Learn from your customers what they appreciate about your business, and why they chose you over the competition. If recognition is not on the list, perhaps it should be. There are many ways you can work that in. Here is just one example:

A small investment advisory firm installed caller IDs on its phones so that the reps could greet all customers by name. Even if you had never called them before, they would say, “Hi, Tim,” as they pick up the phone. Simple. But it makes you feel like a regular customer already. Brilliant!

Stay for the long haul

Keep in mind that these are not quick fixes. Sharp has invested a good portion of his time into making the Golden Rule a business reality.

“… This isn’t something that can be accomplished by putting up a plaque or making a speech. It took work over many years—I would say a 15-year period. Today with a company of over 45,000 people, there’s no doubt in anybody’s mind that the Golden Rule has been the bedrock foundation that has allowed the company to be recognized for the quality of service that distinguishes us from our competitors.” (Micah Solomon, Four Seasons Leader Isadore Sharp: Treat Employees Right So They Treat Customers Right, Forbes, August 17, 2015)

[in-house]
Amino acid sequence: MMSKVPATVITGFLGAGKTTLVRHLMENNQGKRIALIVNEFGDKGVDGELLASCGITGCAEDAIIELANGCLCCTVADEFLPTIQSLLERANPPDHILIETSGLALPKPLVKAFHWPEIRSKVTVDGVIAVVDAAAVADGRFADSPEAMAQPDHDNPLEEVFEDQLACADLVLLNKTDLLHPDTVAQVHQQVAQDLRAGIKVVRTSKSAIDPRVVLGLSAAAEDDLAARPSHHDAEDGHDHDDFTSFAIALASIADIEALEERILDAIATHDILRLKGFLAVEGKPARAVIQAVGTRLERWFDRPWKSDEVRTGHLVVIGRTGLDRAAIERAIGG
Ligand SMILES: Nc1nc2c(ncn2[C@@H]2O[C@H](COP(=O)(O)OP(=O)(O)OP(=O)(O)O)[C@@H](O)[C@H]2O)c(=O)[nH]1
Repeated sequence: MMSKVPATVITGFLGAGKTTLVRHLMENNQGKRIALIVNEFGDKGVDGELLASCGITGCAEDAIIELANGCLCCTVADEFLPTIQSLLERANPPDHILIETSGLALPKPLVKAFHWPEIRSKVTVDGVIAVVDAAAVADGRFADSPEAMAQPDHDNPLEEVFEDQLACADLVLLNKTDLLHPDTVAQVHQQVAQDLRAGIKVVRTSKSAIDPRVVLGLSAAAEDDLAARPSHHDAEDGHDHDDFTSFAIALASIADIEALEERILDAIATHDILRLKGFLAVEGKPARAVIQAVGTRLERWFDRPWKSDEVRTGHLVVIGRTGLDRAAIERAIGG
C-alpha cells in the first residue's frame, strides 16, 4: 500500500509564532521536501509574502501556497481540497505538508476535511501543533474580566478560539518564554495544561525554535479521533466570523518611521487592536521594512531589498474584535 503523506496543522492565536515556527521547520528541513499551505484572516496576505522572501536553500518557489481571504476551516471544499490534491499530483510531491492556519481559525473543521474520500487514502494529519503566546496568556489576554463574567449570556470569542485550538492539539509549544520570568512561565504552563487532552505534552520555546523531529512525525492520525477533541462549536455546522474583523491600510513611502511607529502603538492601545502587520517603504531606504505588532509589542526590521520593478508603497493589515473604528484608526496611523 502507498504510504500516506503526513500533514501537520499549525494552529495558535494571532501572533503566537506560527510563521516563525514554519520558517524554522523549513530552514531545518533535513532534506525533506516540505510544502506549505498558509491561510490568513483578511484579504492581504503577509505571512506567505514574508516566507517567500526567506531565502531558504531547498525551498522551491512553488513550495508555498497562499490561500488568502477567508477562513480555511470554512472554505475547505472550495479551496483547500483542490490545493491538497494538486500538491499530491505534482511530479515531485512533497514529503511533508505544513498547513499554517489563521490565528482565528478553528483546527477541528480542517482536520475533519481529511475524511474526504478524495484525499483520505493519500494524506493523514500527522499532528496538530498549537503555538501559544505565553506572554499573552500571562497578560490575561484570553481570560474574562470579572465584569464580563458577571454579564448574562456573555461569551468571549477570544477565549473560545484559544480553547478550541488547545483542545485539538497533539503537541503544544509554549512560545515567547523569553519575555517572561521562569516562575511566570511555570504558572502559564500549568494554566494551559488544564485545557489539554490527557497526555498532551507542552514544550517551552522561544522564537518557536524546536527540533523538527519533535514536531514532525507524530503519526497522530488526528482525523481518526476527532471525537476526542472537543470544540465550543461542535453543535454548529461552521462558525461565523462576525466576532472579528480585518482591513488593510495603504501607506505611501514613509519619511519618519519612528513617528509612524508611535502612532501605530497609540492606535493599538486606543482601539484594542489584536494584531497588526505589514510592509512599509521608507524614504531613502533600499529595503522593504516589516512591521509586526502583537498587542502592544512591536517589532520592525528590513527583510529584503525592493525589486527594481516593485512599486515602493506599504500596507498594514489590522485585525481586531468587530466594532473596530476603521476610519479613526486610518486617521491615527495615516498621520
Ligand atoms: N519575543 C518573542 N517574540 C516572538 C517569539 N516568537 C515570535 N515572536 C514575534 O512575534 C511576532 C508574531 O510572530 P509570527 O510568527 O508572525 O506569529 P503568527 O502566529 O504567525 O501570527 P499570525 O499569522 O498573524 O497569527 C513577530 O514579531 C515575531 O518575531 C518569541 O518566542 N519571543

It’s a long and winding road ahead. But what’s the alternative? If you do nothing or take shortcuts, it will take even longer.

____

If you like the Golden Rule, you might like my book because it’s about companies who have mastered it.

Tim Eisenhauer
Written by Tim Eisenhauer

Tim is president and co-founder of Axero Solutions, a leading intranet software vendor. He's also a bestselling author of Who the Hell Wants to Work for You? Mastering Employee Engagement. Tim’s been featured in Fortune, Forbes, TIME, Inc Magazine, Entrepreneur, CNBC, Today, and other leading publications.